American presidential memoirs have tended to be self-serving tomes, designed to massage reputations and secure their authors a fat windfall on retirement. This was not the case with the first, written by Ulysses S. Grant, who served two terms in the White House (1869–77). Grant does not write about his presidency but about his experiences as the victorious general of the Civil War.
An American friend of mine reads Grant’s Memoirs every year to remind him of an idealized expression of the American character personified by the old soldier: honest, straightforward, dogged, decent, loyal, self-effacing, courteous and tolerant. Non-Americans are also inspired by the story of a man who in early life failed at everything but who became one of history’s great generals.
As a lonely child Grant took refuge in horses, with which he had a natural empathy, and by the time he was 10 he had earned the reputation of someone who could perform equine miracles and ride horses considered impossible. But when, at 16, he was sent to West Point Military Academy, he showed so little aptitude for military tactics that he earned the nickname ‘Useless Grant’. Oddly enough, and in spite of a seemingly uncharacteristic penchant for reading romantic novels, it was at West Point that he laid the foundations of his literary style: clean, uncluttered prose that was clear and direct, if poorly spelt.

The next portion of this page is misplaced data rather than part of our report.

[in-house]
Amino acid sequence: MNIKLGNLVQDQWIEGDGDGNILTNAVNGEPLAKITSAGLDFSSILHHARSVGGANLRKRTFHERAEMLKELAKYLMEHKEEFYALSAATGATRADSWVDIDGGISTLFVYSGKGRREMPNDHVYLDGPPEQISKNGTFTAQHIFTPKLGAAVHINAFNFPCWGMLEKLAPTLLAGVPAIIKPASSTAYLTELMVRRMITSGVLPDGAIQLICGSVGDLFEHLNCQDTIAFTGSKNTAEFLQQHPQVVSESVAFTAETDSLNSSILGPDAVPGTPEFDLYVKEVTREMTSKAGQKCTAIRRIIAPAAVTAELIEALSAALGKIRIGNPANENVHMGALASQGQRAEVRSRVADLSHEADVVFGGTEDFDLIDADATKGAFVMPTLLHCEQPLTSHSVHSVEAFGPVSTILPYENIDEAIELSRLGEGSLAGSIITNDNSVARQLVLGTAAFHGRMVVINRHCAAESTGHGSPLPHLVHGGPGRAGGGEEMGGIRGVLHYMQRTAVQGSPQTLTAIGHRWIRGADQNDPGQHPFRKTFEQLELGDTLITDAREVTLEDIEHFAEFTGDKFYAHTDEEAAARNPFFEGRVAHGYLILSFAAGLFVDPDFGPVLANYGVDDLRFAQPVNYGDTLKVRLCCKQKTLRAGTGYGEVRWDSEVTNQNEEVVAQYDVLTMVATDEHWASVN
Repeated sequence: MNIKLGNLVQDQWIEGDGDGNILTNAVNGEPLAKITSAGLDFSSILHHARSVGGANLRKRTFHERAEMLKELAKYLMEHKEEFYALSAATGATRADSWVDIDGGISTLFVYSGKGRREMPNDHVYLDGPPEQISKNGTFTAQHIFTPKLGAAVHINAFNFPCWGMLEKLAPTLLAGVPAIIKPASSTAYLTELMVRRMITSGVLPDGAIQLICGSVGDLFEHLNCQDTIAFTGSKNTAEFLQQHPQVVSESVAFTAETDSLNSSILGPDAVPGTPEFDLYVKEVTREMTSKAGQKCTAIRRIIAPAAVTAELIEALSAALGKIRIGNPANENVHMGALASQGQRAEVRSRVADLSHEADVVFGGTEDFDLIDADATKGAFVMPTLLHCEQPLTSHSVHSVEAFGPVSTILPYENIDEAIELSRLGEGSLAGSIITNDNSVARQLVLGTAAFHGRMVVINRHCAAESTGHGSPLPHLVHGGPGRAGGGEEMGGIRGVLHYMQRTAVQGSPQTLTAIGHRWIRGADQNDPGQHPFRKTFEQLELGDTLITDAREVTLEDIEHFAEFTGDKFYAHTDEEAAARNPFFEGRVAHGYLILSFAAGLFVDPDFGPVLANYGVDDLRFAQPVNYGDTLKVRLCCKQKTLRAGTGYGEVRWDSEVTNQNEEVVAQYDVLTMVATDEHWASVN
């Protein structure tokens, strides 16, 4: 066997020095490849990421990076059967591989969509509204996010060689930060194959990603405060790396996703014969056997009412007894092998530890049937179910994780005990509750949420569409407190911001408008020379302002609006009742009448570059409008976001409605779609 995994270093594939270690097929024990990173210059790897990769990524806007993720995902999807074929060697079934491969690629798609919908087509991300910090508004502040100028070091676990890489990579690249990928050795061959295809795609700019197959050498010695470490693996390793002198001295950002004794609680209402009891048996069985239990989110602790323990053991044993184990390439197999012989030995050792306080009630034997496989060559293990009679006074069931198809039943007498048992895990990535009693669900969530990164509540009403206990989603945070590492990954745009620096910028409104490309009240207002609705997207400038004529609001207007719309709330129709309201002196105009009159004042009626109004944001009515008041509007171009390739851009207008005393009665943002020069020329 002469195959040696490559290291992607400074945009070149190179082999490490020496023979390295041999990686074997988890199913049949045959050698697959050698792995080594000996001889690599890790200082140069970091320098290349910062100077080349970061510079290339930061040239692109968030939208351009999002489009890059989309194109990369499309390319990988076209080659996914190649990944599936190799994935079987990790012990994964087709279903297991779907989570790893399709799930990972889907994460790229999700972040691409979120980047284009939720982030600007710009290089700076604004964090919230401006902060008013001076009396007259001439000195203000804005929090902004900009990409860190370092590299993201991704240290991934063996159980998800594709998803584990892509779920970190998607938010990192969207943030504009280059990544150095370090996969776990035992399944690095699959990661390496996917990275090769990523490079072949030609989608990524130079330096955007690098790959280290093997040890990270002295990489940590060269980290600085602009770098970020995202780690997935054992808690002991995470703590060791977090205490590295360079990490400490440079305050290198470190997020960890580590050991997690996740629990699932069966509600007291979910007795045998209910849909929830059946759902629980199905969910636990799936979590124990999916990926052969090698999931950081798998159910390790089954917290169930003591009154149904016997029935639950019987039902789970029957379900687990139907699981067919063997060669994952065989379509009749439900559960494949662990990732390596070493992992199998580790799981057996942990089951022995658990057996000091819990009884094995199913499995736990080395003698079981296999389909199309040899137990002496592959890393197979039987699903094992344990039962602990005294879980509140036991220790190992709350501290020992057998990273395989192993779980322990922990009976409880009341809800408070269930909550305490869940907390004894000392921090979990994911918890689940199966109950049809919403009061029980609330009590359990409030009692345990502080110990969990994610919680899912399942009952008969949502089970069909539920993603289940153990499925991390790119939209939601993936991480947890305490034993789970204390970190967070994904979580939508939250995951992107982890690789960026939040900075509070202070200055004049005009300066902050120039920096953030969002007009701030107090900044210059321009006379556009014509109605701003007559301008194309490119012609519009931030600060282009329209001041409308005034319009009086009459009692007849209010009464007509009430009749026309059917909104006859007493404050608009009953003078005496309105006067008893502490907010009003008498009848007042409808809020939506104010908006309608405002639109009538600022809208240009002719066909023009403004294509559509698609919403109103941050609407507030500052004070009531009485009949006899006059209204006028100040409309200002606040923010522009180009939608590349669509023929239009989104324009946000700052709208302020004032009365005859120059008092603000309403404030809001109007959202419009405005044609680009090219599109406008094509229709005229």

Not surprisingly, this retiring, taciturn youth had little success with women until he met the homely Julia who was to become his wife and soulmate. There was never a hint of scandal throughout their long, devoted marriage, although from the beginning Grant’s drinking was a problem. It took the form of solitary bingeing in a room with a bottle, followed by punishing hangovers that developed into migraines.
The Mexican-American War of 1846–8 was Grant’s first exposure to combat. He demonstrated his personal bravery and superb horsemanship when he volunteered to
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